This could potentially be matched against a ‘fighting fund’ derived from a levy of one dollar per member of all existing national and state-wide parents’ organisations.

Subsequent expansion would be achieved through a viable business model drawing on a combination of low-level membership fees and sale of services, subsidised as necessary to ensure equitable support.

The federation could be established as a not-for-profit charitable trust. Parents with expertise in relevant areas could volunteer their services until the entity is able to balance income and expenditure.

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An International Quality Standard for Gifted and Talented Education?

When people ask me which innovation I’m most proud of, I always cite the development and introduction of our national quality standards for G&T education.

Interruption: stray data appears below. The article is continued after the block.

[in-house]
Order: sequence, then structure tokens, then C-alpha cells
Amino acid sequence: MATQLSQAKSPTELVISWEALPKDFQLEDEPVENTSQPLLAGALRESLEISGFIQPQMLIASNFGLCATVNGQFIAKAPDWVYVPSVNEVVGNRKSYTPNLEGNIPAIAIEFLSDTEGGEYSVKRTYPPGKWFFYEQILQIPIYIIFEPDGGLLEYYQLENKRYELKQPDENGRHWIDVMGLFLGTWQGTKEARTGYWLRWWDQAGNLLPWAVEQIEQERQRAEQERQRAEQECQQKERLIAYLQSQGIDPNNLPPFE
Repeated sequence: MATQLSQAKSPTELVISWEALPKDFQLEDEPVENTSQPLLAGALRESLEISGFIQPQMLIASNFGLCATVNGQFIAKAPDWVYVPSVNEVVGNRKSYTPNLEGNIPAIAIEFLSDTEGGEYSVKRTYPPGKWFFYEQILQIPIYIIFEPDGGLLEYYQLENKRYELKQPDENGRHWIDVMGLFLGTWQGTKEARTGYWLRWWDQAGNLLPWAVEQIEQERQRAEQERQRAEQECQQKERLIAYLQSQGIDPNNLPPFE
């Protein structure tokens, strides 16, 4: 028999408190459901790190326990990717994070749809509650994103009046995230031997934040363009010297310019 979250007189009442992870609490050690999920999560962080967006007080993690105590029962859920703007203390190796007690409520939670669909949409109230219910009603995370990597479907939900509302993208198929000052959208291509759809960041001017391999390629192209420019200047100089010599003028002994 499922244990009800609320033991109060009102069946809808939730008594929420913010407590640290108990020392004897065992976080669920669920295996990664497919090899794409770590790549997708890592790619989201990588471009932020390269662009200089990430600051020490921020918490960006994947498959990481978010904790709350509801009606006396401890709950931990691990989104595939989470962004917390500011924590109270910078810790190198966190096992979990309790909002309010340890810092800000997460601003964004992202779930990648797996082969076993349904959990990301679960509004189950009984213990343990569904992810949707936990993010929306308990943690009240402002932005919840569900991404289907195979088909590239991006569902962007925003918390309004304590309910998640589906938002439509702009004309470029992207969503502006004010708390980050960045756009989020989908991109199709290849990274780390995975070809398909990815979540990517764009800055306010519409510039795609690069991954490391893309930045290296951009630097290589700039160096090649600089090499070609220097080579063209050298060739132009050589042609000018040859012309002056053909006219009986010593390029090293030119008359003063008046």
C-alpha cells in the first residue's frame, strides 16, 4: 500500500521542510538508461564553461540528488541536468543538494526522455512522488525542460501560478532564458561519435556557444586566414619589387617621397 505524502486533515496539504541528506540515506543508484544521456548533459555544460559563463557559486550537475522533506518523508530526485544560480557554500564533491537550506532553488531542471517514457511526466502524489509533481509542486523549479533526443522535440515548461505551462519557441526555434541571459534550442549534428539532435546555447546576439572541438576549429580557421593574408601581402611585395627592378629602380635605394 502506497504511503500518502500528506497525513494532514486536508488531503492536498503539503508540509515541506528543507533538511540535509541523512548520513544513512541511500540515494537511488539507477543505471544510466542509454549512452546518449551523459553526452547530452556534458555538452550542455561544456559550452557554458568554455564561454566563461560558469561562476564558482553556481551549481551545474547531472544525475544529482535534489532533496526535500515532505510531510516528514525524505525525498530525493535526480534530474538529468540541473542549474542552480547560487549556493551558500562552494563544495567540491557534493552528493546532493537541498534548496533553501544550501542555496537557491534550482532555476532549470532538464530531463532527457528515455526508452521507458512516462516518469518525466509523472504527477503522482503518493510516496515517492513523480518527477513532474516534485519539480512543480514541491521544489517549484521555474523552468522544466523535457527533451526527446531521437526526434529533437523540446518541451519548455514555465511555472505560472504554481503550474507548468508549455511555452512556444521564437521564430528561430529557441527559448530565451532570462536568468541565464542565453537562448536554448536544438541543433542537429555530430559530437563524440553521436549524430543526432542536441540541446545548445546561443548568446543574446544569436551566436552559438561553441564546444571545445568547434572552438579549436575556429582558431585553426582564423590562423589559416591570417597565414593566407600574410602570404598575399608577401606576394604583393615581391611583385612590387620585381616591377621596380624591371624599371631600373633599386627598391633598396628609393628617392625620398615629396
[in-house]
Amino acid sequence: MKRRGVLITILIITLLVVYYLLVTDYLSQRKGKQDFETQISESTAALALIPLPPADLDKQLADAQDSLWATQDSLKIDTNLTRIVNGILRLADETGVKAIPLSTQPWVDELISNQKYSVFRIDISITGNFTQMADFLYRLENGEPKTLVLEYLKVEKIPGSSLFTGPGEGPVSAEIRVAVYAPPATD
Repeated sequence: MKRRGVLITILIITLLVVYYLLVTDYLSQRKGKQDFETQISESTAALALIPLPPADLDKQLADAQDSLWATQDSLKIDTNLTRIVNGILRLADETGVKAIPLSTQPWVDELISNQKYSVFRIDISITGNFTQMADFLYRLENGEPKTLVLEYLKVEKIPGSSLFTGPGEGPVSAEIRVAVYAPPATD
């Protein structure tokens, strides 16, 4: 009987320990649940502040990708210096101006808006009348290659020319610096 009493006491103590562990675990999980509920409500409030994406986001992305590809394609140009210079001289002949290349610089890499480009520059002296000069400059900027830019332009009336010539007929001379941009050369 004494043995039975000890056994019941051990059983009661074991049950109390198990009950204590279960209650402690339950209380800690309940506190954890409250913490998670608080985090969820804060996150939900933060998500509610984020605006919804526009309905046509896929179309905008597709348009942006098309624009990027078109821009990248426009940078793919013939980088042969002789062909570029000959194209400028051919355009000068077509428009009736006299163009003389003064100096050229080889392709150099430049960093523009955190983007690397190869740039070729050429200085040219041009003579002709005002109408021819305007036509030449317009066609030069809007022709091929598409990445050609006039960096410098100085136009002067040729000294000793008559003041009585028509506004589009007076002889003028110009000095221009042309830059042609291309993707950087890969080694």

The concept emerged in discussions I had with Ceri Morgan HMI, then employed by the National Academy for Gifted and Talented Youth. It was influenced in part by the US NAGC standards for school districts.

We began with institutional standards (for schools, colleges and other settings), followed by classroom and local authority standards. The basic approach was the same:

  • A broad, concise framework with universal application, regardless of context;
  • Three tiers – entry, improving and exemplary – the former setting out what every institution, classroom or authority should aim for; the latter providing challenge for the very best performers;
  • An audit, evaluation and improvement planning tool which could also be used to secure ‘intelligent accountability’;
  • A mechanism for accrediting outstanding providers and, if necessary, for targeting resources; and
  • A basis for organising relevant guidance material – the internal structure of single pieces of government guidance and the sorting of all supporting resources into a comprehensive database.

Three standards is quite sufficient for any national service. But in 2007 or thereabouts, I began to think about the potential value of an international quality standard.